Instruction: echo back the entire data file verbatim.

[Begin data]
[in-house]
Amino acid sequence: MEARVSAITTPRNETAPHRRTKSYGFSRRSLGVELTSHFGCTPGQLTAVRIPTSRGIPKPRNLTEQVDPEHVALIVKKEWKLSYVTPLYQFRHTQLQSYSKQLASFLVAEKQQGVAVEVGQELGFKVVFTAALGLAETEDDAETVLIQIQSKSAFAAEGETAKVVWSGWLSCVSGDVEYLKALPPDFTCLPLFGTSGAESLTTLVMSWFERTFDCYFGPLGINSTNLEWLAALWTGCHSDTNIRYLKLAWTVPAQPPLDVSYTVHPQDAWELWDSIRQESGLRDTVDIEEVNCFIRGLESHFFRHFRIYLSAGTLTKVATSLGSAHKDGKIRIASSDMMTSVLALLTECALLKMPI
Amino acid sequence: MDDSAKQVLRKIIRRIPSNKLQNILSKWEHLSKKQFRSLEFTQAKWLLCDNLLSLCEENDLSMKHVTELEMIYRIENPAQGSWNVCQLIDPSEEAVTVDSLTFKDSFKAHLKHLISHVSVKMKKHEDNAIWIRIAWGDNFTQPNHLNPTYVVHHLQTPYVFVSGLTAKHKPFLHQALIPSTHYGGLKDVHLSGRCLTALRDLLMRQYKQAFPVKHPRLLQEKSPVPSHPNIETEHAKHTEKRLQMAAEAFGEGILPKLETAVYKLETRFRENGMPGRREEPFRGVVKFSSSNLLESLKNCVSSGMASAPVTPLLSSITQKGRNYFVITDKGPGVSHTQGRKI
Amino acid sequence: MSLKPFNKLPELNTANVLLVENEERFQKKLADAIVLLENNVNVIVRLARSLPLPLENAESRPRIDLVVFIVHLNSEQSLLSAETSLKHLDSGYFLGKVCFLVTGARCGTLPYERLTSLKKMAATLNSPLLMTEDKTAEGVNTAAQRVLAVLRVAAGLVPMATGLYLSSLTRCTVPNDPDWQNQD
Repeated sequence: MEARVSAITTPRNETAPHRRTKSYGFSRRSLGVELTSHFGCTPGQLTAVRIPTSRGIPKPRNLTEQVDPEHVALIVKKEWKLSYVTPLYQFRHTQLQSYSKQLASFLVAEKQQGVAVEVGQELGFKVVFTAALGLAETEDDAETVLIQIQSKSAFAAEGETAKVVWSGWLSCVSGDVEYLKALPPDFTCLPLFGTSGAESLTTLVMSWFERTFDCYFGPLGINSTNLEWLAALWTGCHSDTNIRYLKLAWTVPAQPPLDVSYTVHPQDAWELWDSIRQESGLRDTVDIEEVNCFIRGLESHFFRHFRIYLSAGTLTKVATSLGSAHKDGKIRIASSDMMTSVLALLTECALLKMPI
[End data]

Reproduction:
[in-house]
Amino acid sequence: MEARVSAITTPRNETAPHRRTKSYGFSRRSLGVELTSHFGCTPGQLTAVRIPTSRGIPKPRNLTEQVDPEHVALIVKKEWKLSYVTPLYQFRHTQLQSYSKQLASFLVAEKQQGVAVEVGQELGFKVVFTAALGLAETEDDAETVLIQIQSKSAFAAEGETAKVVWSGWLSCVSGDVEYLKALPPDFTCLPLFGTSGAESLTTLVMSWFERTFDCYFGPLGINSTNLEWLAALWTGCHSDTNIRYLKLAWTVPAQPPLDVSYTVHPQDAWELWDSIRQESGLRDTVDIEEVNCFIRGLESHFFRHFRIYLSAGTLTKVATSLGSAHKDGKIRIASSDMMTSVLALLTECALLKMPI
Amino acid sequence: MDDSAKQVLRKIIRRIPSNKLQNILSKWEHLSKKQFRSLEFTQAKWLLCDNLLSLCEENDLSMKHVTELEMIYRIENPAQGSWNVCQLIDPSEEAVTVDSLTFKDSFKAHLKHLISHVSVKMKKHEDNAIWIRIAWGDNFTQPNHLNPTYVVHHLQTPYVFVSGLTAKHKPFLHQALIPSTHYGGLKDVHLSGRCLTALRDLLMRQYKQAFPVKHPRLLQEKSPVPSHPNIETEHAKHTEKRLQMAAEAFGEGILPKLETAVYKLETRFRENGMPGRREEPFRGVVKFSSSNLLESLKNCVSSGMASAPVTPLLSSITQKGRNYFVITDKGPGVSHTQGRKI
Amino acid sequence: MSLKPFNKLPELNTANVLLVENEERFQKKLADAIVLLENNVNVIVRLARSLPLPLENAESRPRIDLVVFIVHLNSEQSLLSAETSLKHLDSGYFLGKVCFLVTGARCGTLPYERLTSLKKMAATLNSPLLMTEDKTAEGVNTAAQRVLAVLRVAAGLVPMATGLYLSSLTRCTVPNDPDWQNQD
Repeated sequence: MEARVSAITTPRNETAPHRRTKSYGFSRRSLGVELTSHFGCTPGQLTAVRIPTSRGIPKPRNLTEQVDPEHVALIVKKEWKLSYVTPLYQFRHTQLQSYSKQLASFLVAEKQQGVAVEVGQELGFKVVFTAALGLAETEDDAETVLIQIQSKSAFAAEGETAKVVWSGWLSCVSGDVEYLKALPPDFTCLPLFGTSGAESLTTLVMSWFERTFDCYFGPLGINSTNLEWLAALWTGCHSDTNIRYLKLAWTVPAQPPLDVSYTVHPQDAWELWDSIRQESGLRDTVDIEEVNCFIRGLESHFFRHFRIYLSAGTLTKVATSLGSAHKDGKIRIASSDMMTSVLALLTECALLKMPI